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Southern Baptist family of Navy pilot, listed MIA 27 years, finds closure

COLORADO SPRINGS, Colo. (BP)–Carole Hall has waited 27 years for her Navy pilot husband, Cmdr. James Wayne Hall, to come home from Vietnam. The war officially ended 25 years ago this month. Jim is home now, though not the way Carole secretly had hoped while she courageously persevered for nearly three decades, raising their three children and welcoming two grandchildren into the world.

Carole finally was able to lay his bones — and her dreams — to rest April 7 in Arlington National Cemetery, with full military honors, after DNA testing positively identified her husband’s remains among those turned over to U.S. officials by the Vietnamese.

“I know what’s in that box because I have a picture of what’s in that box. It’s a box of bones,” Hall said. Yet as she laid red roses on his casket and stood with her three now-grown children — Julie, who had just turned 15 when her father died; Jeff, who was 11; and John, who was 10 — she could not hold back her tears, for “it was the closest I’ve been to Jim in 27 years.”

CNN’s “World News Today” carried a feature on Hall the evening of April 7.

Originally from Oklahoma, the Halls moved to Jacksonville, Fla., for Jim’s first assignment. They faithfully attended First Baptist Church in Jacksonville and served in several areas of lay leadership, including the music ministry and home visitation.

Carole’s visitation partner was Shirley Lindsay, wife of her pastor, the late Homer Lindsay Jr. “She was my Sunday school teacher and I was the outreach leader. We backed all over Jacksonville,” Hall said, remembering the times they got lost together trying to find a church prospect’s home.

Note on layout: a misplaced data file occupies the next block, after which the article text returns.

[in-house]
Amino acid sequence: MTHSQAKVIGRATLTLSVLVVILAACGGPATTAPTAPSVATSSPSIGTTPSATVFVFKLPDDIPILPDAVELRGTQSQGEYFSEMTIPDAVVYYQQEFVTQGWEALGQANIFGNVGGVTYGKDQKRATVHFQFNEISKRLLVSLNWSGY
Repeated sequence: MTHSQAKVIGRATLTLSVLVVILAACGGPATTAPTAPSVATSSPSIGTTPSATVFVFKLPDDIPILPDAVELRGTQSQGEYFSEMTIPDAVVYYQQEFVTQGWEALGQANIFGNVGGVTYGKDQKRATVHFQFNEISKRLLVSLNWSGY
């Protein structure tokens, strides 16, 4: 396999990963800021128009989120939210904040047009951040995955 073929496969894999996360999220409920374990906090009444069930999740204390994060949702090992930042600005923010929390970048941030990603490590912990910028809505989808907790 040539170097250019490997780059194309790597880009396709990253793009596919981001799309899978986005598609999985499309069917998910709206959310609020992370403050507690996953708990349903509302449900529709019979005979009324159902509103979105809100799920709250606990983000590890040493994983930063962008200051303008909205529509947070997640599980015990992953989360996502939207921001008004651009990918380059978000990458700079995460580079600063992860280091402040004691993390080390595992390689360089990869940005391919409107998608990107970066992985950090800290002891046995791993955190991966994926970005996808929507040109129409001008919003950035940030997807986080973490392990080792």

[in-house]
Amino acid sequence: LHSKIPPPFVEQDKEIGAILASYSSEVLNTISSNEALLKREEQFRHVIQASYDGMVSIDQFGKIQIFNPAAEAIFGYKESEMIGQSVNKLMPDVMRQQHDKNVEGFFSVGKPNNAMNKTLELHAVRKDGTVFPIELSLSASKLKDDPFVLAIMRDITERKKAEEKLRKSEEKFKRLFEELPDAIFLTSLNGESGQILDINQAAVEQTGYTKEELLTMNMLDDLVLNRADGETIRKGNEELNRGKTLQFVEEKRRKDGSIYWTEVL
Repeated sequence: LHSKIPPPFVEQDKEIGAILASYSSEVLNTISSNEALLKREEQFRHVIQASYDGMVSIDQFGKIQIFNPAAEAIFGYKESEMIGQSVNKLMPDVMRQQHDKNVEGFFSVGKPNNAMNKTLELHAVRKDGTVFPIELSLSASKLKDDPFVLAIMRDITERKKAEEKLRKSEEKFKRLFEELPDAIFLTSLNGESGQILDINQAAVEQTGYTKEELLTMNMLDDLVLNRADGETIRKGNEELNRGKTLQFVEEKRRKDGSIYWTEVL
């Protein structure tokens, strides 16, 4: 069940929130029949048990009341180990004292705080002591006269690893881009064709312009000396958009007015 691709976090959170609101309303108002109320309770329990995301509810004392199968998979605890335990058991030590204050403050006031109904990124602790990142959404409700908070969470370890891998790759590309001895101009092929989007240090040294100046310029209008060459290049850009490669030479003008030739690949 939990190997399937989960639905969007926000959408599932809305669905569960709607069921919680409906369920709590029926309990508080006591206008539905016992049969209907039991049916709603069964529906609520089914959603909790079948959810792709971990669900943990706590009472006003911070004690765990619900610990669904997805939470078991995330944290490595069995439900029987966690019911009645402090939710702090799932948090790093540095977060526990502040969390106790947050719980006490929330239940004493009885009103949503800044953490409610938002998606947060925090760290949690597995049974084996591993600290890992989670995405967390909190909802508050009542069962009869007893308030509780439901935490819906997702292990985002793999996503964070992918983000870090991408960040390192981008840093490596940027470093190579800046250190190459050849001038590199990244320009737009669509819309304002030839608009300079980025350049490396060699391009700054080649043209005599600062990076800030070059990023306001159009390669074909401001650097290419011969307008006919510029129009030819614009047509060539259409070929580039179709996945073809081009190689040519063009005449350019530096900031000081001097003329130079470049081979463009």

Cmdr. Hall was an A-7 pilot when he was shot down. He was on his second tour of duty in Vietnam, in Squadron VA-86 aboard the aircraft carrier America.

On Oct. 28, 1972, Carole Hall saw a military vehicle pull into her driveway. “Nothing prepares you for that,” she said, although military spouses realize there is always the possibility of news coming back that their loved one has been killed in action, become a prisoner of war or been declared missing in action.

“I was thinking, ‘Maybe Jim was just shot down, but he’s been rescued, or he’s been injured, but he’s OK,'” Carole recalled. But for her, the letters MIA were all she and the children had.

That afternoon as she went for a walk by herself, “The Lord gave me 2 Timothy 1:7, ‘For God has not given us the spirit of fear, but of power and of love and a sound mind.'” She said she discussed with the Lord “things he already knew,” such as, while believing she was a pretty good mother, “I thought I’d make a really lousy dad.” She told God she was just going to trust him to help her and to keep her healthy.

In 1974, she heard the POWs were being released and sent home. She was told to “just watch the TV” to see if her husband might get off one of the airplanes. She and the children watched intently every time there was word of another group flying back to the States, but they never saw him.

The next year, three years after receiving the MIA notice about her husband, she felt a need to get a new start. She said she prayed earnestly about what to do. “I felt like we should get closer to family because what Mr. and Mrs. Hall would have of Jim would be in their grandchildren,” Carole said.

She literally studied the possibilities, all around the United States, then, “The Lord led us to choose Colorado,” she said. She finally selected Colorado Springs because of the military facilities available and because “at that time it wasn’t too large!” They did not know anyone in the whole state, let alone their new neighborhood.